Margaret A.WinkerMD, Deputy EditorIndividualAuthorPhil B.FontanarosaMD, Interim CoeditorIndividualAuthor
Copyright 1999 American Medical Association.
All Rights Reserved. Applicable FARS/DFARS Restrictions Apply to Government Use.1999
To the Editor: In Dr Halpern and colleagues'
meta-analysis of the risk for cesarean delivery associated with the use
of epidural vs parenteral opioid analgesia in labor,1 a
secondary outcome measure was the use of naloxone in the neonate. Of
the 10 studies analyzed, 2 included data on naloxone use. Combining the
data in these 2 studies, Halpern et al found a statistically
significant increase in neonatal naloxone use in the infants born to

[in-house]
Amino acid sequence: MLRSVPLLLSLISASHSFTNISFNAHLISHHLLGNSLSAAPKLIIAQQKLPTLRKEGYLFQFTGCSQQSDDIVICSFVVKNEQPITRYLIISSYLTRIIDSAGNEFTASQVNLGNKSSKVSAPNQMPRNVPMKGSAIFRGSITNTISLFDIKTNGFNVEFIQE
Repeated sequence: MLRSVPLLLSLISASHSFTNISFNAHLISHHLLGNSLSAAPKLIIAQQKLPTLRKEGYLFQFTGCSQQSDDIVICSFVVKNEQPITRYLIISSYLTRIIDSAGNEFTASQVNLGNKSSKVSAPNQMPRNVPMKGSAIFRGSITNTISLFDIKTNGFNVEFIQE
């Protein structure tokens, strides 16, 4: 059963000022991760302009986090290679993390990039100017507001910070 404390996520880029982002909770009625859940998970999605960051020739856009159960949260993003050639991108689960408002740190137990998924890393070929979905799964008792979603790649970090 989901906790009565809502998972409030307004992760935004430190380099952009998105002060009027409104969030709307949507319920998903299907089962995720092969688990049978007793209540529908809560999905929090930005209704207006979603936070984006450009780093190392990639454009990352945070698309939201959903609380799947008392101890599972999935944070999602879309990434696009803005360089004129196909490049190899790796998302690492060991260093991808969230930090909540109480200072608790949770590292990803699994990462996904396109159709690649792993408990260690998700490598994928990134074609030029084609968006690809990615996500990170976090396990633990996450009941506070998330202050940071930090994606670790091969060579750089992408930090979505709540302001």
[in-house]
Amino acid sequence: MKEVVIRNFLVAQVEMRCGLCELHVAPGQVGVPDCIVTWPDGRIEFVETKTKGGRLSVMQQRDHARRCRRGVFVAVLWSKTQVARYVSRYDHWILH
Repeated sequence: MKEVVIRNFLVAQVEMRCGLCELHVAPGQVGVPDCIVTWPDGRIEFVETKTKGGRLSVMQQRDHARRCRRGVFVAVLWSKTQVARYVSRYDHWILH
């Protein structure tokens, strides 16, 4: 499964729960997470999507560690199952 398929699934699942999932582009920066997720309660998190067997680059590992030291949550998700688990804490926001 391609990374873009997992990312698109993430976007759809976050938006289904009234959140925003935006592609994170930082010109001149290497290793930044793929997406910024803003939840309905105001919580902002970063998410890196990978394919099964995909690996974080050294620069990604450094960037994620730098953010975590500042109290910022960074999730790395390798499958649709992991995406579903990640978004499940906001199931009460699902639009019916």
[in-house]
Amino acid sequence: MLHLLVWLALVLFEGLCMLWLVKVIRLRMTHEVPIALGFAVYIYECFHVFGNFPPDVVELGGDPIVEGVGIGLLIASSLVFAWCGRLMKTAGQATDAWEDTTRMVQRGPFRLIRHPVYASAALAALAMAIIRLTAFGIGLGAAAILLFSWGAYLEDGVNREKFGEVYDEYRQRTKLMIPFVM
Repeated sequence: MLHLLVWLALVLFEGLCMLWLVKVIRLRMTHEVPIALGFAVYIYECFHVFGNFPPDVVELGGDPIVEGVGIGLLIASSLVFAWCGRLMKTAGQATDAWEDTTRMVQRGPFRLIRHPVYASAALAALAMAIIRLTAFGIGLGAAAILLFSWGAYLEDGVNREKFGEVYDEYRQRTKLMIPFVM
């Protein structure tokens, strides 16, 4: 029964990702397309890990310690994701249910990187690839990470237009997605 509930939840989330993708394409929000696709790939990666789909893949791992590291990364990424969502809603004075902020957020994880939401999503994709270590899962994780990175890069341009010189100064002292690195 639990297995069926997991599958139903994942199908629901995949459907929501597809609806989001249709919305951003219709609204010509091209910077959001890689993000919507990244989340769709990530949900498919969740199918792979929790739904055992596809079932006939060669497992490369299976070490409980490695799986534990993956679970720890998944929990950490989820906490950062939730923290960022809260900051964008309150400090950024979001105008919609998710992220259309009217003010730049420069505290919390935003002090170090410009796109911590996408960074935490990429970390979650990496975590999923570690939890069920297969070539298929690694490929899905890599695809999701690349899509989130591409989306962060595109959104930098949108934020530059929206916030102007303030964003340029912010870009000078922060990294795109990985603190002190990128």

mothers who received parenteral opioid vs those born to mothers who
received epidural analgesia. They interpreted this use of naloxone as
indicating a less favorable neonatal outcome, although, in these 2
studies, there was no significant difference in the Apgar scores or
umbilical artery pH between the analgesia groups.
Herschel M, Mittendorf R. Epidural Analgesia and Cesarean Delivery. JAMA. 1999;281(22):2084-2087. doi:10-1001/pubs.JAMA-ISSN-0098-7484-281-22-jbk0609